Greek talks on cuts continue: coalition partners
(ATHENS) - Government talks on Greek spending cuts worth 11.5 billion euros ($14 billion) needed to unlock EU-IMF loans will press on in the coming days, the coalition's junior partners said on Monday.
"The discussion continues, and will continue in the coming days," Fotis Kouvelis, head of the small Democratic Left party that supports the government, said after two hours of talks with Prime Minister Antonis Samaras.
"We are in complete agreement on the strategic planning to deal with problems," he told reporters.
"We are creating a strategic framework to take the country out of recession," said the coalition's third partner, socialist leader Evangelos Venizelos.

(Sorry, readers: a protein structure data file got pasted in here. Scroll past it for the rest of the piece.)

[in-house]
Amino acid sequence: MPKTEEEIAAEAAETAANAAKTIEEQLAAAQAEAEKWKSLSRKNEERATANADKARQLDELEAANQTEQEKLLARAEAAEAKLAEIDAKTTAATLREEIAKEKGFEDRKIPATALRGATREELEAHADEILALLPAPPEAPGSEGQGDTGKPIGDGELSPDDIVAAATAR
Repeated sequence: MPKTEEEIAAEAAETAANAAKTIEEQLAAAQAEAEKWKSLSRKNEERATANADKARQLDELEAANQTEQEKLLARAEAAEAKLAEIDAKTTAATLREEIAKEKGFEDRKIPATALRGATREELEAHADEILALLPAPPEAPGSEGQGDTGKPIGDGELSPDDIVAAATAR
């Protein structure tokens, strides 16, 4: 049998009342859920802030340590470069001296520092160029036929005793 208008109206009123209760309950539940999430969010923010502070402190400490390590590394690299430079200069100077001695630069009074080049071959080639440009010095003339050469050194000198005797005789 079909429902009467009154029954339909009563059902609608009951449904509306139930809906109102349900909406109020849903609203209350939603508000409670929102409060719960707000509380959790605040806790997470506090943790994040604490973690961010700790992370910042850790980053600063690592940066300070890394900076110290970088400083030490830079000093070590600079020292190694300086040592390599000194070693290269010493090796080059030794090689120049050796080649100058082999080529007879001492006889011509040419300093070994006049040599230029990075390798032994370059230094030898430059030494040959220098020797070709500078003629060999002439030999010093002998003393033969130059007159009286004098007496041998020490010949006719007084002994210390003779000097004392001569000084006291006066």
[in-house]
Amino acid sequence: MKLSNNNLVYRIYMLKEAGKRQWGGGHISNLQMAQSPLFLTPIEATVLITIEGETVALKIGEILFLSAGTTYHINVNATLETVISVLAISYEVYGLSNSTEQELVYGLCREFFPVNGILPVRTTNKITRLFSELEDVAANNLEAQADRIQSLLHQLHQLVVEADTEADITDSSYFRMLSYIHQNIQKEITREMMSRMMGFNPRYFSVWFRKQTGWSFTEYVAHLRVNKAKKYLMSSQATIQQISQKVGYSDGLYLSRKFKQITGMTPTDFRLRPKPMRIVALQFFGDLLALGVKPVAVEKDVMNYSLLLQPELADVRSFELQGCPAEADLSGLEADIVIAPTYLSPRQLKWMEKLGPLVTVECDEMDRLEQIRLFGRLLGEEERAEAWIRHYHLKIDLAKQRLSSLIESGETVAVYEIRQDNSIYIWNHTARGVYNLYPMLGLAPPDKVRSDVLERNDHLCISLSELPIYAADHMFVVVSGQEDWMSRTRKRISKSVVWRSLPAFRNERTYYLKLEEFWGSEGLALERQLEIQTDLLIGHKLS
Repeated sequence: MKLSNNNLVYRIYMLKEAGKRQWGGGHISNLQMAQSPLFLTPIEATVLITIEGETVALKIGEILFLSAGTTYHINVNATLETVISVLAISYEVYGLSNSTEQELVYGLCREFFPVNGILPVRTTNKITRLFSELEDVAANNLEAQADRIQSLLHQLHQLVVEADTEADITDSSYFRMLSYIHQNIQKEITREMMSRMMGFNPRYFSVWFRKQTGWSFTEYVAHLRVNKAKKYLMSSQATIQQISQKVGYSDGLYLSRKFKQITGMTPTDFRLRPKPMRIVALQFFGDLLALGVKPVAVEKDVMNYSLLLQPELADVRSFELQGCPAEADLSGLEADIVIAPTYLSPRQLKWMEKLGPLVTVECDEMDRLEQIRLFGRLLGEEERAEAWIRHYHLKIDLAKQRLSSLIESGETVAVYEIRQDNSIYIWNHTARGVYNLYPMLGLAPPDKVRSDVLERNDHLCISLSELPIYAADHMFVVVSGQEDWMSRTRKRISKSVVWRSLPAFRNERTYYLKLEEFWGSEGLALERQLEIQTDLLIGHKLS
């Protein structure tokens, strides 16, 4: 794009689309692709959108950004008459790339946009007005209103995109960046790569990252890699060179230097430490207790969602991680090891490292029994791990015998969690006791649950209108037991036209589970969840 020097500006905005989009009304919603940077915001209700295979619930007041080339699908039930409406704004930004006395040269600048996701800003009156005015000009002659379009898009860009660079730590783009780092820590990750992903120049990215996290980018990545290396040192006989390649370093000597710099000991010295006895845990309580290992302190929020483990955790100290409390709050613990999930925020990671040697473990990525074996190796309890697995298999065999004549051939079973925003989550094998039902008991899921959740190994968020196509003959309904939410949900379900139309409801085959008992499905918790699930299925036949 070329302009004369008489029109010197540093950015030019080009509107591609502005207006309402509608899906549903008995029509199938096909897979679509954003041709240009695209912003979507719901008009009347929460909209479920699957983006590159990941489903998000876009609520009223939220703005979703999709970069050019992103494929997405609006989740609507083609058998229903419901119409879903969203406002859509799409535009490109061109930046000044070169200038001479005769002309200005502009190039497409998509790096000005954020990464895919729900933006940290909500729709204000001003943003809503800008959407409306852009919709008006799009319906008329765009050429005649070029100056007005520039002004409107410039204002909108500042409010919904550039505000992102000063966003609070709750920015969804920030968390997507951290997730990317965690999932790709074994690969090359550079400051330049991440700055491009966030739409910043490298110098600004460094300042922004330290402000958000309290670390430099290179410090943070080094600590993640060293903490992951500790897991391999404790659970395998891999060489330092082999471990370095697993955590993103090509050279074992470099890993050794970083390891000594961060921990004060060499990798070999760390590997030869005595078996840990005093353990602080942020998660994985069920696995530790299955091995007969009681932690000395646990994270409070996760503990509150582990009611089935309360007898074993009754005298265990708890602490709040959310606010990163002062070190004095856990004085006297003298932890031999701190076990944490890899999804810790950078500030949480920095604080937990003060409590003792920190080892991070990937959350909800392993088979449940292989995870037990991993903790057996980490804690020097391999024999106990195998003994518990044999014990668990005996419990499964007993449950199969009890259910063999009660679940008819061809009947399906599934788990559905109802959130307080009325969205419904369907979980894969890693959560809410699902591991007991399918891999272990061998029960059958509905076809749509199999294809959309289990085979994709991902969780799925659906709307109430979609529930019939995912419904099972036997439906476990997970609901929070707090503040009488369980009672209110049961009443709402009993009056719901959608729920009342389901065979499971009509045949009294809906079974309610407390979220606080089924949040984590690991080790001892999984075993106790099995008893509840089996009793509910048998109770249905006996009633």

"All three leaders agree on this," he said.
"The fiscal adjustment must take into account the fact that the recession is deeper than what was anticipated by our European peers," Venizelos said.
Greece is under pressure to conclude the spending cuts to gain access to a 31.5-billion-euro slice of EU-IMF funding in September, when Athens might not have money to pay state salaries and pensions.
But additional cuts are expected to cause anger in a country still mired in a deep recession after two years of austerity.
According to reports, the savings would largely come from a cap on maximum pensions and cuts to health allowances and benefits.
They are to be submitted to auditors from the European Union, International Monetary Fund and the European Central Bank whose report in September will determine Greece's continued access to loans.
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